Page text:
We woke up to a perfect sunny day in Mystery Bay on November 28.
It was ideal weather for a trip into town and some time with seals. Little did we know, little old Casey Crescent was leading us to our ends. In a brand new car, we were optimistic we could make it on the 4WD road we were led to. It was great – until we were bogged on the top of a dirt hill, with two wheels suspended in the air. Stress and disappointment quickly set in as we realised we were really stuck in a muck. We lost all hope.
Luckily for us, the beautiful Max and Claire came to our rescue. Driving past on Mystery Bay Rd, the pair turned their car around and quickly set out to help us. Efforts were made with dirt and wood and sweat, until Claire returned with her Dad’s 4WD. Roped up, and with the efforts of four people, we eventually got the car free.
If it weren’t for these two lovely locals, we would have never had a chance to see the beautiful surroundings of Narooma and experience swimming with friendly seals. Max and Claire are a true testament to the lovely people in Mystery Bay and Narooma, and we will never forget their good deed. We are truly grateful and blessed to have witnessed such kind hearts in such a beautiful place. Cheers to our knights in a shining Mazda.
Michaela and Tarquin Whitehouse
Readers of the Narooma News may remember the story about the Wonga Road fixed wireless NBN Tower, or as some called it, the ‘concrete elephant’, in July this year.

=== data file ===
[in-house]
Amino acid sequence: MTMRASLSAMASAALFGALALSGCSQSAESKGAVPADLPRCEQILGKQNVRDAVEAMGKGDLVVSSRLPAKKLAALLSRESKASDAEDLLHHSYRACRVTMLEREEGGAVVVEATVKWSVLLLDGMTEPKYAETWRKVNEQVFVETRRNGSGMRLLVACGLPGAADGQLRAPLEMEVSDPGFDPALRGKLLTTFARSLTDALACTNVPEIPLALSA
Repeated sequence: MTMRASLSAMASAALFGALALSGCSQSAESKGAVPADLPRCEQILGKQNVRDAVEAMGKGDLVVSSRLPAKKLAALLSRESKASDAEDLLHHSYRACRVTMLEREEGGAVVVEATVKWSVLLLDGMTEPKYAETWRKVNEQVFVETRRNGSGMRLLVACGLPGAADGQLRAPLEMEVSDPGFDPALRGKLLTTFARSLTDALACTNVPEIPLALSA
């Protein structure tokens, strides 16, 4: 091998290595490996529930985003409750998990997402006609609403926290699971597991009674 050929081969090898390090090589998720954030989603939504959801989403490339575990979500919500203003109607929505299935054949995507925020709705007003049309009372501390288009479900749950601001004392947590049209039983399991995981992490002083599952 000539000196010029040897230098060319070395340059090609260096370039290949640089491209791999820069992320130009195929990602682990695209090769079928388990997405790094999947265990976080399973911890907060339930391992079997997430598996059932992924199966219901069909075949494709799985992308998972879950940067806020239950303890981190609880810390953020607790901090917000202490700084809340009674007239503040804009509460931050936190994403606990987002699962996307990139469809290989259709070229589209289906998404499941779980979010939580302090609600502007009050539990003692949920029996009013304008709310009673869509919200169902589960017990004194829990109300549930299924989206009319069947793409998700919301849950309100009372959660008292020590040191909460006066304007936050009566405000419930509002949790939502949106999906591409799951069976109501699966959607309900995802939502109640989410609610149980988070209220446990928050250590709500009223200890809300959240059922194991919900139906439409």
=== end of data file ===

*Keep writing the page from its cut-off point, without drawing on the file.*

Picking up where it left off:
The tower was built in June 2015 and activation date was set for December 2015. This date gradually extended to March 2018. In July, Stan Gorton posted a story about this state of affairs and, magically, the date started coming back to November and, just like magic, it was available. For the past few days I have enjoyed speeds of nearly 50Mbps down and 20 up – fantastic.
Credit to Stan … in my mind if the story did not appear, then Christmas holidays would have been a very slow internet time.
50-metre story gets longer
Further to the Narooma News article on November 29, “Mayor, councillor back Narooma pool as Shire’s premier swimming facility”, it should be noted that the Odium consultancy’s aquatic strategy also says: “Narooma Swimming Centre does not reflect contemporary aquatic facility trends, has few components that contribute to more successful facilities and/ or cater for a diversified range of markets.”
It continues: “The centre will need some fairly major work in the not too distant future … there is evidence of foundation and sub-grade movement which is likely to be a result (of) changes in the ground water conditions. A leak test of the pool and pipe work and rectification of the associated leaks was recommended. The report recommended a geotechnical engineer be engaged to review the material under the concourse and around the pool and building structure. This should provide sufficient information to establish what is causing the movement. … it recommended that destructive testing and defect mapping be undertaken to determine the effective life left in the pool shell … these works would enable informed discussion of the pros and cons of pool repair versus pool replacement and the various options available, together with the preparation of associated costs.”
Eurobodalla Shire Mayor Liz Innes and Councillor Phil Constable might like to give concrete assurances that when the aging Narooma pool does require replacement, it will be with another 50-metre pool. It’s crazy to suggest the Olympic pool, to be the shire’s focal point for competitive swimming, should be anywhere other than in the most populous part of the shire i.e. Batemans Bay.